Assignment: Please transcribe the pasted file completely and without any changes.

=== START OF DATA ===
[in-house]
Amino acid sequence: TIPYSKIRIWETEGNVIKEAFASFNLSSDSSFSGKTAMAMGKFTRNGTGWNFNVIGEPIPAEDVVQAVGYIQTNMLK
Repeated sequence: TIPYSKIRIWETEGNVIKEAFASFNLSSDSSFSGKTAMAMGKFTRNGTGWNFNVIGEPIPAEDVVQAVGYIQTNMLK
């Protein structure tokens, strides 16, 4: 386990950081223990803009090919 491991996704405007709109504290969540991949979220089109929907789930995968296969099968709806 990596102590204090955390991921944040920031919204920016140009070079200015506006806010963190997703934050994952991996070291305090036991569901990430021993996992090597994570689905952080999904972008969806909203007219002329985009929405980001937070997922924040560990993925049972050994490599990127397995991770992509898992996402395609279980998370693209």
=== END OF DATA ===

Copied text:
[in-house]
Amino acid sequence: TIPYSKIRIWETEGNVIKEAFASFNLSSDSSFSGKTAMAMGKFTRNGTGWNFNVIGEPIPAEDVVQAVGYIQTNMLK
Repeated sequence: TIPYSKIRIWETEGNVIKEAFASFNLSSDSSFSGKTAMAMGKFTRNGTGWNFNVIGEPIPAEDVVQAVGYIQTNMLK
């Protein structure tokens, strides 16, 4: 386990950081223990803009090919 491991996704405007709109504290969540991949979220089109929907789930995968296969099968709806 990596102590204090955390991921944040920031919204920016140009070079200015506006806010963190997703934050994952991996070291305090036991569901990430021993996992090597994570689905952080999904972008969806909203007219002329985009929405980001937070997922924040560990993925049972050994490599990127397995991770992509898992996402395609279980998370693209």